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See How Peanuts Addressed Feminism, Nuclear War and More

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Peanuts, which debuted on this day in 1950, is sometimes remembered for the cute kids and dogs that filled the comic strip’s boxes — but, as an exhibit now on show at the Charles M. Schulz Museum shows, that didn’t mean it stayed away from weighty topics.

Rather, Schulz, who created Peanuts, used Charlie Brown, Snoopy and their friends to talk about some of the most controversial issues out there. Schulz didn’t often take sides, but rather — as can be seen in the examples shown here — let his characters prompt readers to think a little more deeply.

Social Commentary is on view at the Charles M. Schulz Museum in Santa Rosa, Calif., through Nov. 2.

Captions above courtesy of the Charles M. Schulz Museum.

Peanuts Comics
Peanuts, August 1, 1968 Shortly after the assassination of Rev. Dr. Martin Luther King, Jr., Los Angeles schoolteacher, Harriet Glickman, wrote to Schulz regarding the integration of Peanuts. She believed that the popular comic strip could help influence American attitudes on race, and as a result of their correspondence, Franklin was introduced to the cartoon in the summer of 1968. Peanuts © 1968 Peanuts Worldwide LLC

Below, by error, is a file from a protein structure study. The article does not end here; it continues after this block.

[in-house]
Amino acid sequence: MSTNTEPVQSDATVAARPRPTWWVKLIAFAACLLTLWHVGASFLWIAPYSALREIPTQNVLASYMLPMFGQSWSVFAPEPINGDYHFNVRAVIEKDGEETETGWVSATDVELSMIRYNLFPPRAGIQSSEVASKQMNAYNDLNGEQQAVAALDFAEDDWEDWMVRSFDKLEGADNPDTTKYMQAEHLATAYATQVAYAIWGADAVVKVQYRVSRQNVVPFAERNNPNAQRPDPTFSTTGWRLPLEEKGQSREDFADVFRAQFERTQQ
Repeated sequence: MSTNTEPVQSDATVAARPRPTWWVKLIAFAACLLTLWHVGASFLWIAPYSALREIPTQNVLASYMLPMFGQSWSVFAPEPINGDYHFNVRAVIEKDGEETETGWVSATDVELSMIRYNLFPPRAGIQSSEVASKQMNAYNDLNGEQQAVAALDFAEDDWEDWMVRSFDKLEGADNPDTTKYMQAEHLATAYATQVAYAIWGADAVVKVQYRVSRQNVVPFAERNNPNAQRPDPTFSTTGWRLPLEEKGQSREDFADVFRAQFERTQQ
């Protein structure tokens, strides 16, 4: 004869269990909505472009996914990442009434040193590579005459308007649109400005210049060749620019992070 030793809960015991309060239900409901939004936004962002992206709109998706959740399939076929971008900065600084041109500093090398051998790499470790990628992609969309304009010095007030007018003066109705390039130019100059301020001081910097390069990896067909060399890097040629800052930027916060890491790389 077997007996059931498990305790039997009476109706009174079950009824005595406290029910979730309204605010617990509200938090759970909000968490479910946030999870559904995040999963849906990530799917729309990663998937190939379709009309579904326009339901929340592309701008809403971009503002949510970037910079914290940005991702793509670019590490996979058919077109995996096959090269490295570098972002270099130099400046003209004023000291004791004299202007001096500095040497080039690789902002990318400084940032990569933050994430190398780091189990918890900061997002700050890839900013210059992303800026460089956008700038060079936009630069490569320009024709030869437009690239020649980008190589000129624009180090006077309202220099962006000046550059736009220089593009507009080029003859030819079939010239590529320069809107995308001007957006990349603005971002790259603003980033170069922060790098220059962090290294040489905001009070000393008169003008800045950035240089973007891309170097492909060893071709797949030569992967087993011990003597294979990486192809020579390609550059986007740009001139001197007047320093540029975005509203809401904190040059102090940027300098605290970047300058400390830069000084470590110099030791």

Peanuts Comics
Peanuts, June 18, 1954 The United States carried out the first test of a thermonuclear weapon in 1952. Russia tested a hydrogen bomb in 1953, and several other countries soon followed suit. The innocuous “H-Bomb” game played by Charlie Brown, Lucy, and Patty, contrasts their innocence with the real threat of global atomic warfare.Peanuts © 1954 Peanuts Worldwide LLC
Peanuts Comics
Peanuts, April 10, 1970 By the early 1970s, the National Organization for Women had more than 400 local chapters. Together with the National Women’s Political Caucus and other advocacy groups, they pressed for gender reform on issues such as equal pay, education, and reproductive rights. With her outspoken and unabashed persona, Lucy Van Pelt spoke to the ideology of the feminist movement in Peanuts.Peanuts © 1970 Peanuts Worldwide LLC
Peanuts Comics
Johnny Horizon Environmental Program Flier January ,1972 Schulz collaborated with the United States Department of the Interior at the request of his friend, Clayton Anderson, who worked for the Johnny Horizon Environmental Program. Associated posters and pamphlets featured Peanuts characters to promote the program’s anti-litter campaign.U.S. Department of the Interior

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